Thoughts for Thursday – Book covers

As if you really could tell a book by its cover, publishers spend a lot of thought on cover design. There is even a web site dedicated to the subject! And, of course, when a publisher can nab a movie tie-in to the cover — In Cold Blood and Pride & Prejudice come to mind — the sales can be phenomenal. (My God, if you can add Johnny Depp to the mix, you might just trump Donald Trump in annual earnings.)

But does a cover really sell a book?

I would like to think I am above all the crass commercialism and shameless huckstering. Buying a book strictly because of a pretty cover is like buying a McRib Sandwich because of the blinking menu sign at the drive-through. Or shopping at Wal-Mart.

Logically, I tell myself as I enter a bookstore and inhale a whiff of fresh ink and crisp paper, I seek books of compelling content, written by elite authors. As I peruse the shelves, a quirky and interesting title might inspire me to read the dustjacket and critical blurbs. Otherwise, I’m discerning. I’m in charge. I’m an informed consumer.

That’s what I tell myself.

I had one experience, however, in which a cover impelled me to buy the book. It was Jonathan Safran Foer’s Everything is Illuminated. As I moved through the portal of a reputable independent bookseller, a book with an acid-green cover and pink lettering caught my eye. In fact, a literal phalanx of these books barricaded one entire wall of the reputable independent bookstore in a dazzling burst of neon: blues and oranges and yellows. The same book, different color combinations. Could this bold marketing strategy be heralding the launch of a new literary voice? Perhaps the publisher was communicating to me: This is something “New” and EXCITING and innovative, the Next Generation’s shouted mantra, an Enlightened Messenger arriving in a hallucinogenic spectrum of spilled ink. This was the prose you’ve been searching for since A Confederacy of Dunces. The cover told the story!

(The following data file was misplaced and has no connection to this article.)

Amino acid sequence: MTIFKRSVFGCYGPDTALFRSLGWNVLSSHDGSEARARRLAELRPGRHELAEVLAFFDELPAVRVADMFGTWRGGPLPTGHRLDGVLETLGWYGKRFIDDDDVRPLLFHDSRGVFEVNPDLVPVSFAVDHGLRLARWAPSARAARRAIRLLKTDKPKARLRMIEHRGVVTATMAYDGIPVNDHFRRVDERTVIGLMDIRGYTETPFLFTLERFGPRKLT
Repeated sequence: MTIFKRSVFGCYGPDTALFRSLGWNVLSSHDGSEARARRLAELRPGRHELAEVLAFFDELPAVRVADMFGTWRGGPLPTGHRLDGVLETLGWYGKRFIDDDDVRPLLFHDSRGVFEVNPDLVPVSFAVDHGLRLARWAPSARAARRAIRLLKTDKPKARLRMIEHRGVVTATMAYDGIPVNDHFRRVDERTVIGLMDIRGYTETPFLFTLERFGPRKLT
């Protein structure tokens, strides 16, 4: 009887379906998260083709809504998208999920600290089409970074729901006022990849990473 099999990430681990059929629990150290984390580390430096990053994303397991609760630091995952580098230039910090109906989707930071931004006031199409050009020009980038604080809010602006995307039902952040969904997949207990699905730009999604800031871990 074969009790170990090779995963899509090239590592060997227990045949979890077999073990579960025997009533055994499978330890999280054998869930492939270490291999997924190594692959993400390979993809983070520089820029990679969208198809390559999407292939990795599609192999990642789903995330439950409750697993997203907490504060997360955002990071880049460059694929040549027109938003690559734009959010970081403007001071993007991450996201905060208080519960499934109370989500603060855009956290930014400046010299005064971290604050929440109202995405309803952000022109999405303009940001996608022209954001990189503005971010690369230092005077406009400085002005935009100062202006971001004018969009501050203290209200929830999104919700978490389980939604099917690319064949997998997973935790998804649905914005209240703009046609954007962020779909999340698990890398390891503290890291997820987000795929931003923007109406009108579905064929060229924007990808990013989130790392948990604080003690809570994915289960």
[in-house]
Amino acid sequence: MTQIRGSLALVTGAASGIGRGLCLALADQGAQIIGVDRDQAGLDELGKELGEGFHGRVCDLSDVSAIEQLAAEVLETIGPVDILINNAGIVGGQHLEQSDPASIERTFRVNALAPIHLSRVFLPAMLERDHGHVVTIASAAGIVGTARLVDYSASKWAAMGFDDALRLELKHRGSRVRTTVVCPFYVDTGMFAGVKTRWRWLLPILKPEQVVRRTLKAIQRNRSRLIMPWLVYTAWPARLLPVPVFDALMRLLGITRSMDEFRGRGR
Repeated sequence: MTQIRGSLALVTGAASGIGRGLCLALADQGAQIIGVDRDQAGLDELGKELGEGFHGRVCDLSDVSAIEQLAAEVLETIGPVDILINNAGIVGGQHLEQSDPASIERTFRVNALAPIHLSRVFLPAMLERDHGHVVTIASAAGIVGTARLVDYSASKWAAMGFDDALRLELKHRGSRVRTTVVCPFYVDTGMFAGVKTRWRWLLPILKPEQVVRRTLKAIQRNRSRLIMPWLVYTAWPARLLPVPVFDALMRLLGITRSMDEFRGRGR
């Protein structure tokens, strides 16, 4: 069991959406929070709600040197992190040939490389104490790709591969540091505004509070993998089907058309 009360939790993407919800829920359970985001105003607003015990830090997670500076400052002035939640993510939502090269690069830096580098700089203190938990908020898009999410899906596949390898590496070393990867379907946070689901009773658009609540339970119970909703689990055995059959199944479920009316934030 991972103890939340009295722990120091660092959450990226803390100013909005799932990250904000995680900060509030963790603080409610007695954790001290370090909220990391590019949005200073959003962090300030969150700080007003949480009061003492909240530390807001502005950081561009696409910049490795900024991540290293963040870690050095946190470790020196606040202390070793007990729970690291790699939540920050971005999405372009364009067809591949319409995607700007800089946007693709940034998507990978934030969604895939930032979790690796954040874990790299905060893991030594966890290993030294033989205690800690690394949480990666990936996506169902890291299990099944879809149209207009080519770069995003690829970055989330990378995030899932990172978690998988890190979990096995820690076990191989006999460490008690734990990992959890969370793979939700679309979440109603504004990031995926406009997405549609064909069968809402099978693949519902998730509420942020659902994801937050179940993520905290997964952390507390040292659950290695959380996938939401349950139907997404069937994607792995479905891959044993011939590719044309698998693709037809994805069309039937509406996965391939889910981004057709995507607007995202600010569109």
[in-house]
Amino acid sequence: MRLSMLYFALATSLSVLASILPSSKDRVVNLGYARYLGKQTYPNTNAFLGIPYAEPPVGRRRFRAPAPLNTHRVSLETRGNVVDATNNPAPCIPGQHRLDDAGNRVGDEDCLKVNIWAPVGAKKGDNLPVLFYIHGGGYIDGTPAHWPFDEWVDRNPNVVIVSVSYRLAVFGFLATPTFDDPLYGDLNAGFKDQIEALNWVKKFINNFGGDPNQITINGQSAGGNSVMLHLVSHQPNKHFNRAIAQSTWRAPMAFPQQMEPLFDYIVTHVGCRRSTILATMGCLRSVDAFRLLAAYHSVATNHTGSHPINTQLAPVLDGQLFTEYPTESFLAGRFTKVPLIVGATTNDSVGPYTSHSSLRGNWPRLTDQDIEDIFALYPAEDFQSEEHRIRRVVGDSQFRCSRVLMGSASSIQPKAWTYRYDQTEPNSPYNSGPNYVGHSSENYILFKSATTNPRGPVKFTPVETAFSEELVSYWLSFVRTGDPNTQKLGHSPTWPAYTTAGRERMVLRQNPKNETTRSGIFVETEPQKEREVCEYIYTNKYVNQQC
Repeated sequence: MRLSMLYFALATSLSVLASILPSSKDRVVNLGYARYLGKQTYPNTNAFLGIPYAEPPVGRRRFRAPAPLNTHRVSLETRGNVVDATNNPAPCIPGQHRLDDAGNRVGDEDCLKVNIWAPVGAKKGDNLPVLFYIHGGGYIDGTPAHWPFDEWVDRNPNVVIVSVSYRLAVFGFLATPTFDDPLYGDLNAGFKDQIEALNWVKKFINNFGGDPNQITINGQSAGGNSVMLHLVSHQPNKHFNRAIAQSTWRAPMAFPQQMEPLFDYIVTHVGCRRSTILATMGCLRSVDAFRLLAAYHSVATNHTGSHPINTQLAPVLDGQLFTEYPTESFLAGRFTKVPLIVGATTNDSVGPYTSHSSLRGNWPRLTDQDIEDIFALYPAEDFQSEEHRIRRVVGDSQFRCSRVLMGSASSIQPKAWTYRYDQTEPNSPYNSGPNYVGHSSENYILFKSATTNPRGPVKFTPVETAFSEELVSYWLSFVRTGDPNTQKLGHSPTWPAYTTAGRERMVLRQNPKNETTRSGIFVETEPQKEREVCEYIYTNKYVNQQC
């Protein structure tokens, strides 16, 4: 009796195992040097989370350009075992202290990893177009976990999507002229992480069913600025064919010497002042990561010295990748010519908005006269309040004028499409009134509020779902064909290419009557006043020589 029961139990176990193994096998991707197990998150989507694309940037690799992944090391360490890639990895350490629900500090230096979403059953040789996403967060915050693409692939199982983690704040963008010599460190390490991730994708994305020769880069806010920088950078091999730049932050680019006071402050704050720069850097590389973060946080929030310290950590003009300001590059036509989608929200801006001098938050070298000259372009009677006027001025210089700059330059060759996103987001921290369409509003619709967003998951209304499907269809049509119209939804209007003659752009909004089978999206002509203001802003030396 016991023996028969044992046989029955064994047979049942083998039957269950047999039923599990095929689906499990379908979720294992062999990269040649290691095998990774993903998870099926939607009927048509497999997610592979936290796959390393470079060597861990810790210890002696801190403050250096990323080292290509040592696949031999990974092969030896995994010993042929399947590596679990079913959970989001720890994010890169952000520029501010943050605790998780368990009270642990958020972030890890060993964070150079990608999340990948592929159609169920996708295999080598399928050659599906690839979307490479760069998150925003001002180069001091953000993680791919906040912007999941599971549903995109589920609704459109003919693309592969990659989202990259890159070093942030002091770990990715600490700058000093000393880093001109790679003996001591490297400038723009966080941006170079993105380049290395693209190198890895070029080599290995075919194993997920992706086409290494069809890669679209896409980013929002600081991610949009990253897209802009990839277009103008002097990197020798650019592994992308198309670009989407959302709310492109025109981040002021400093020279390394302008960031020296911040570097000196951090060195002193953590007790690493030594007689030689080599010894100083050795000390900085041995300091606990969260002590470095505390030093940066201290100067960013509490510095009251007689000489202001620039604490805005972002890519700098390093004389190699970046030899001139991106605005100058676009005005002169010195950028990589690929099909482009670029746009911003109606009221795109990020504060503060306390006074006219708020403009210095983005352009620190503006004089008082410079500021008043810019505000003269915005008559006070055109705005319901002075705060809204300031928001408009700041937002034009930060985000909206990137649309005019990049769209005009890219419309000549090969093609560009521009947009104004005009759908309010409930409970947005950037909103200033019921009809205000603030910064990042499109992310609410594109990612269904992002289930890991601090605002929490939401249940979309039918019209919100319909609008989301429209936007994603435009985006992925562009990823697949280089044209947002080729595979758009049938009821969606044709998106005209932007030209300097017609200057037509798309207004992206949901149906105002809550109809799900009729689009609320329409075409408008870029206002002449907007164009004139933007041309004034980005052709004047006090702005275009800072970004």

I behaved exactly like a sucker. I got into line, barely glancing at the contents, and handed over my hard-earned dollars. When I got home, I immediately opened it up and began reading.

Jesus. Another bull$hit self-conscious meta-fiction piece of crap.

Now my face was neon pink with bile-green tinges.

Would I be hustled again? Oh, yes. By titles (The Devil Wears Prada) and blurbs (The Ruins of California) and most definitely by that biggest Sucker Magnet of all, The Pre-eminent Award List. But, by George (Eliot), not by a pretty face.

Which leads me to my pointless reader poll: Do you judge a book by its cover? Have you ever bought a book for inglorious reasons? Did you ever get hooked just by a title or blurb? Tell your story and win…well, nothing. But you will feel that guilt lift from the depths of your literary soul, I promise.

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15 Responses to Thoughts for Thursday – Book covers

  1. Courtney says:

    Hmm, great question! And one I can’t think of an answer to immediately. Surely I have bought books based on their covers, but I can’t remember the circumstances surruonding the purchases at the moment. Now, with all the amazing book blogs in the world, I’m always looking for specific book and so am no longer seduced by the allure of unknown books…I’m in a monogomous relationship with my TBR list, right now…


  2. Kailana says:

    You have until April 15th to enter your ten books you cannot live without! Don’t rush!


  3. iliana says:

    If I see a cover I like, I’ll pick up the book. I don’t think I’ve ever bought a book just on the cover alone though. And, if there are movie tie-in covers around I’ll avoid those at all costs (well, maybe not the Johnny Depp ones 🙂


  4. Dark Orpheus says: